L.A. Story

We were best friends for a while. He trained me at my old job. We clicked instantly. He was a writer, too. An LA native with screenwriting aspirations. We spent afternoons at the coffee shop together, typing away on twin iMacs. We read each other’s work. My novel(s) in progress, his script(s), critiquing one another and rooting each other on. Then one day I got a boyfriend. And he got a girlfriend and all at once we stopped seeing each other regularly. It’s the sad reality that (straight) friends of the opposite sex can’t really be best friends anymore, not when there are significant others in the mix. It wasn’t the first time I lost a best friend to a girlfriend. It wasn’t the first time I stopped being a best friend when I had a boyfriend. It’s just kind of what happens.

We talked once in a while, running into each other on occasion, usually accidentally as two old friends often do. We had lunch just after Archer was born and then kept tabs on each other over the past couple of years. I got married and then he did. Then last year, around the same time, we sold our first manuscripts. We called each other to offer congratulations. My friend had just met and subsequently teamed up with his comedic hero... It was like if Henry Miller had been alive and asked me to partner up on a project. Or Anais Nin… I was thrilled for him. In awe.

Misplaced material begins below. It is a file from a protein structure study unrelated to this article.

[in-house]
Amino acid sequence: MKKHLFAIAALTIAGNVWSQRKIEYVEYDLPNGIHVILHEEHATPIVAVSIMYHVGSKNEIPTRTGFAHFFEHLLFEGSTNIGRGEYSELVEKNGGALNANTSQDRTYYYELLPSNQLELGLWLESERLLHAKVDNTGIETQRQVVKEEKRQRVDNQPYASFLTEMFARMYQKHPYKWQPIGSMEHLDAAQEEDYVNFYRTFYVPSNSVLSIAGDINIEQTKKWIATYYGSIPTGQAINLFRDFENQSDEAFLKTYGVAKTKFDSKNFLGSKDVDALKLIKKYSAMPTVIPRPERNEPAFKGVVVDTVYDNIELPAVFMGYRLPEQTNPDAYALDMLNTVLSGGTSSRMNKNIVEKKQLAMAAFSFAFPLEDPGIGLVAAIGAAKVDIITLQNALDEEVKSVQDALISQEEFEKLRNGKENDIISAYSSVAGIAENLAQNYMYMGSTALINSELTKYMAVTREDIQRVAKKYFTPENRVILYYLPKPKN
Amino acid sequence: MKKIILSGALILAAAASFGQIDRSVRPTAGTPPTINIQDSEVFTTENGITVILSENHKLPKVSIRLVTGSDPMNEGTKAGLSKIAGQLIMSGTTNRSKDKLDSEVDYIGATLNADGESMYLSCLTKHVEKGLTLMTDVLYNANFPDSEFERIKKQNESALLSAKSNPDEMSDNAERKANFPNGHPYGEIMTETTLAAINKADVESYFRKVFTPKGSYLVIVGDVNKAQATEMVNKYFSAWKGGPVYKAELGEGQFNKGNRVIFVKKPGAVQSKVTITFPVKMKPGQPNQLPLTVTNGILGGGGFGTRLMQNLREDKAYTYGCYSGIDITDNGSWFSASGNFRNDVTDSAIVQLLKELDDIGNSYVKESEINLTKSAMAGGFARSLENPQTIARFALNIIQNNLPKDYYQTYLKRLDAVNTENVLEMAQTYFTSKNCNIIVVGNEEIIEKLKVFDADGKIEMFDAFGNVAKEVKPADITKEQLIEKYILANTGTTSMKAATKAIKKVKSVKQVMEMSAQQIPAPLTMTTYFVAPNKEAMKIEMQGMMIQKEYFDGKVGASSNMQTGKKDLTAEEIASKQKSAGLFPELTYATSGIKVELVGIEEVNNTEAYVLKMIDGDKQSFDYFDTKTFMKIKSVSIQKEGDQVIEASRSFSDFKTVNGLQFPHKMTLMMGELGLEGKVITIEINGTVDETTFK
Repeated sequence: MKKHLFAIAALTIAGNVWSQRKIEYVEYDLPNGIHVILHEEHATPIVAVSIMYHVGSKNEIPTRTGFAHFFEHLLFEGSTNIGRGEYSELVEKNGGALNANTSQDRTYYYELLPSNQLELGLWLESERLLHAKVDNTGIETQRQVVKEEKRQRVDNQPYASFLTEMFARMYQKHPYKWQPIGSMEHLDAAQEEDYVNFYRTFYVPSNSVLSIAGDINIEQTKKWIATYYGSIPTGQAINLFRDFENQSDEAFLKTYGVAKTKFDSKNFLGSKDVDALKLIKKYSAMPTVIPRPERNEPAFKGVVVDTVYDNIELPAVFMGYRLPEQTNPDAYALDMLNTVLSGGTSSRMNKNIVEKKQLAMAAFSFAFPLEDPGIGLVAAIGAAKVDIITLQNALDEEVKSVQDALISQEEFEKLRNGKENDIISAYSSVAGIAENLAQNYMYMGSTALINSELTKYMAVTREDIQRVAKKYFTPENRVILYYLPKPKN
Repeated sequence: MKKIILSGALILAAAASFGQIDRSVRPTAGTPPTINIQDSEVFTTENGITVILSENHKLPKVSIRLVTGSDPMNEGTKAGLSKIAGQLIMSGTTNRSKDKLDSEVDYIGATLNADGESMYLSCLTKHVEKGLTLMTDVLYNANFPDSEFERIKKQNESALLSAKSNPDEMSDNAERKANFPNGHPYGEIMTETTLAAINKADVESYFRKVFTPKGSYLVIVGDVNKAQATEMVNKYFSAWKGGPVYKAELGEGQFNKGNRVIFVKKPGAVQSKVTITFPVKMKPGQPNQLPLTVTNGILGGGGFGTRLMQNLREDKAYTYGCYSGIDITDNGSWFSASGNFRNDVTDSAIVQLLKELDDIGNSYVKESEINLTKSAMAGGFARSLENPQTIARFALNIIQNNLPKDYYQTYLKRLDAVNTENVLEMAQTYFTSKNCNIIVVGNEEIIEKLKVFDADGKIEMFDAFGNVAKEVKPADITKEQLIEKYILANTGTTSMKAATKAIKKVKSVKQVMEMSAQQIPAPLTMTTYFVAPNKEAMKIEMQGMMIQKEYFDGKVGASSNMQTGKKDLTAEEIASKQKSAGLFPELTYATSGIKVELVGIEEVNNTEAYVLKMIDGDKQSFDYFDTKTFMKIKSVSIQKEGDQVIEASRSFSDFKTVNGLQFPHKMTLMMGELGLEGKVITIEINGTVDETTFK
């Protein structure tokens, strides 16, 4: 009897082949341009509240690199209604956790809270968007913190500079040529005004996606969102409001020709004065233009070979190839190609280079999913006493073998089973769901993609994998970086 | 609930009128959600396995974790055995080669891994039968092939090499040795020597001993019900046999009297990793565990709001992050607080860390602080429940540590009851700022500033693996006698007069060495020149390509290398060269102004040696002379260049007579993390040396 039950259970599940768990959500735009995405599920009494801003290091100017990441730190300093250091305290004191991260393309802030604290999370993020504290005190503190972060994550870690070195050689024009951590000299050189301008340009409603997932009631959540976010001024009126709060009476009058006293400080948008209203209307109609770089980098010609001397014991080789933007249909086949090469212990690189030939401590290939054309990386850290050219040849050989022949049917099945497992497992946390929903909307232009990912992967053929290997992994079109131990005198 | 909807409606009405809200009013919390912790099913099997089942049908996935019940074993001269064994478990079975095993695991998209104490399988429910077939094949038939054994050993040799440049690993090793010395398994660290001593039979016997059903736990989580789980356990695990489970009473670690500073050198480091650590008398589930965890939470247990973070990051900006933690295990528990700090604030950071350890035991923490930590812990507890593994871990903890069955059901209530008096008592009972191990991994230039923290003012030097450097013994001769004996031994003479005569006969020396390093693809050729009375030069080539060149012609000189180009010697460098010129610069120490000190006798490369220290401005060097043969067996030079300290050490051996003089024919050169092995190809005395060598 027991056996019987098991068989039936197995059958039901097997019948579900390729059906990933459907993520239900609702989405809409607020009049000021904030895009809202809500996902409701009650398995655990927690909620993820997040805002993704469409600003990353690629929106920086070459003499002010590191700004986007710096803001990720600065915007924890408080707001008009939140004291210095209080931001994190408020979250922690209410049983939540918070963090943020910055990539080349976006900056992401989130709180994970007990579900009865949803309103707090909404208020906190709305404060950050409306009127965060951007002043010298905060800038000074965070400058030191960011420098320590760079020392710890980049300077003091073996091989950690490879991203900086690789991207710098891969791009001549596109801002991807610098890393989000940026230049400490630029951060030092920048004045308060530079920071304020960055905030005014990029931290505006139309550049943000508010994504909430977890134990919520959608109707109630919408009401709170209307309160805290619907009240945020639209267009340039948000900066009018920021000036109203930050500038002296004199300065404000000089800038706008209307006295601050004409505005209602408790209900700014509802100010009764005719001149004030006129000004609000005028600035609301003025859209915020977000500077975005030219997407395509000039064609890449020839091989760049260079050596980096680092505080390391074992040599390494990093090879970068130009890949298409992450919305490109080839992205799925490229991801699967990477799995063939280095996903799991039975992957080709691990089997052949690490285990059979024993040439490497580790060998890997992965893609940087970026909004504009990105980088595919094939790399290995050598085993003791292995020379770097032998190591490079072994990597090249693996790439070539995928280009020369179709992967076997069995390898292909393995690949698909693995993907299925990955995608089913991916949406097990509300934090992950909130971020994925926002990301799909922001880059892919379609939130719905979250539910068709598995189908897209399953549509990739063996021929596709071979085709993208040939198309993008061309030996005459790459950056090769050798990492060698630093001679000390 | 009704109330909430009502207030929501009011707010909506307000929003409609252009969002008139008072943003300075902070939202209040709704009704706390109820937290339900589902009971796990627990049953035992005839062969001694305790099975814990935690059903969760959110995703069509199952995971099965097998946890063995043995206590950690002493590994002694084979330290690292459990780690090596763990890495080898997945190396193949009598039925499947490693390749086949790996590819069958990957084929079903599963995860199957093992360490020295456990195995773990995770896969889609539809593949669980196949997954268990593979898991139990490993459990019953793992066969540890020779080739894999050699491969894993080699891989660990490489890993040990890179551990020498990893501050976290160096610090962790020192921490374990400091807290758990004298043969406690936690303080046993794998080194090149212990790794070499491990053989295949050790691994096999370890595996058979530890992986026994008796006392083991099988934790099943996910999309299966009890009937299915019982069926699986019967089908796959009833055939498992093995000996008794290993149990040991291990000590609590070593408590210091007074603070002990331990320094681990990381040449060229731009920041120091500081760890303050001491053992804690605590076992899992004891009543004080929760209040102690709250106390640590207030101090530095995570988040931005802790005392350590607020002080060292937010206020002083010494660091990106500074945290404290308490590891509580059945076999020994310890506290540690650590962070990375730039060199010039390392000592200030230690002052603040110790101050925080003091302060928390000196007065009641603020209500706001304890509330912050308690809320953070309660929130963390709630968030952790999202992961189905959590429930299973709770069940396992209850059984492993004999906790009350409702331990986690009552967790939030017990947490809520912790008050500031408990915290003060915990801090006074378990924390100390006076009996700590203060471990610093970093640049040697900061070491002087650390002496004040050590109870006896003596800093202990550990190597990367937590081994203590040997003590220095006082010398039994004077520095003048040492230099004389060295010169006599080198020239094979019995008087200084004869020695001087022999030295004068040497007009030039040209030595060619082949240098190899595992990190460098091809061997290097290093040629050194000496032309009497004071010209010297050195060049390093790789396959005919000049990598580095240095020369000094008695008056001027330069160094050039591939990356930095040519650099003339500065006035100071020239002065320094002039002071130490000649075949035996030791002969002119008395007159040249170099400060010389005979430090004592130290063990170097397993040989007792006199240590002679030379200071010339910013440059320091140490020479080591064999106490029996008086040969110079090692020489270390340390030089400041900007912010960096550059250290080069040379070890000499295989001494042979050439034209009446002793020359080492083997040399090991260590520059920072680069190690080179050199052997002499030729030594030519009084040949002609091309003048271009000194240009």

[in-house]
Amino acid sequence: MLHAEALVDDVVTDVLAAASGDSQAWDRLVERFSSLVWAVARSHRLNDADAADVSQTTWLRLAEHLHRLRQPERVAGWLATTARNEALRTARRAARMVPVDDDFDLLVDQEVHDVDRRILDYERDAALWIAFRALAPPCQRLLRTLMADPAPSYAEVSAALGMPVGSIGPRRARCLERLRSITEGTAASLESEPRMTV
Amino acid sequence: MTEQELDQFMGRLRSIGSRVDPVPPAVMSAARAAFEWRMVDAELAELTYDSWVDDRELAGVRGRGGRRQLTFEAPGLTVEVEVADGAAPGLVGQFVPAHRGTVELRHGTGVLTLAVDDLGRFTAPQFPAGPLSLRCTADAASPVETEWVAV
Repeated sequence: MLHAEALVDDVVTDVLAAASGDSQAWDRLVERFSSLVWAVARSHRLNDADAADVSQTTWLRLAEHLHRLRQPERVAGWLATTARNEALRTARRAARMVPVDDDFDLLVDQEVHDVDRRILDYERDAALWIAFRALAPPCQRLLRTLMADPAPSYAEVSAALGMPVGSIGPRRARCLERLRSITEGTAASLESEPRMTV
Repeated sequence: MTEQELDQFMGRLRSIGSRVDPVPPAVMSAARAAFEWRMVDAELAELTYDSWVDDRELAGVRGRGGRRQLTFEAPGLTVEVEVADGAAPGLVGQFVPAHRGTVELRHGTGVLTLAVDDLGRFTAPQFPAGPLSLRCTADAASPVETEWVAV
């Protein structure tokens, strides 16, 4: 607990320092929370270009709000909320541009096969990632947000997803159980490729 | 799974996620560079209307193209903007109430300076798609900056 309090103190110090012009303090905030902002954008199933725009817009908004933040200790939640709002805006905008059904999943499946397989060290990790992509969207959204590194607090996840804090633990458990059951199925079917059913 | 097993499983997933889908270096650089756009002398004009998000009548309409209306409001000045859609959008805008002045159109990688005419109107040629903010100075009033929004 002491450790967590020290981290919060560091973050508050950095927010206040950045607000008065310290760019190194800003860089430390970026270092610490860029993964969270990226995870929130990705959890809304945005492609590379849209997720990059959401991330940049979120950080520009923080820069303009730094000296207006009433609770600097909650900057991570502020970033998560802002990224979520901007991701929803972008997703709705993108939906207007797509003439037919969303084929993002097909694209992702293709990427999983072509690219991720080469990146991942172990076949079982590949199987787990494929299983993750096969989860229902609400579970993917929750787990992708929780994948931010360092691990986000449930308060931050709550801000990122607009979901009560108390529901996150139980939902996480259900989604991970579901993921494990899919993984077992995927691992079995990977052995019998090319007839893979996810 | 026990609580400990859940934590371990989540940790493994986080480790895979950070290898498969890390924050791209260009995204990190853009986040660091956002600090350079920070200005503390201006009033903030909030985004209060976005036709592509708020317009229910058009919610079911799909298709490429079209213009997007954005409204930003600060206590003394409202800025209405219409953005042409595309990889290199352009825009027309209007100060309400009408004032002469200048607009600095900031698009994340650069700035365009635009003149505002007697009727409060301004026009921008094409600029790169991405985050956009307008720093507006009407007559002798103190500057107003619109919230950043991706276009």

Today as I was writing at Insomnia, my old friend walked into the coffee shop. He looked the same as last time we’d ran into one another, except older, more confident. We hugged. He was with his new partner who he introduced to me casually.

“Nice to meet you, Ricky,” I said and then, “I’ll leave you guys alone. Just wanted to say hi.”

I went to sit down at my table, our backs to one another. I tried to write but I couldn’t. My hands were shaking. I don’t know if it was the nostalgic sadness of seeing him again after so long, or the excitement of seeing him with his new partner (a little of both I’m sure) but I was suddenly so overcome with emotion I had to step outside.

Some say success happens overnight. But it isn’t true. Success is what happens when people work hard, all day and through the night and keep going. My friend didn’t have overnight success. I know this because I was around the years he was working, pushing himself, reading and learning and working odd-jobs to afford to write; long before he became one half of the project that will surely make him a star.

I just hope he knows that even though so much has changed, I’m still behind him (as I was quite literally today) still seated at the corner table of the cafĂ© we used to meet for all-nighters years ago.

Paths cross in life and then pull away in different directions, but somehow, it seems they always come back together, overlapping if only for a moment, a reminder that friends can inspire one another even after they lose touch.

Today I most definitely feel inspired. Thank you, Matty.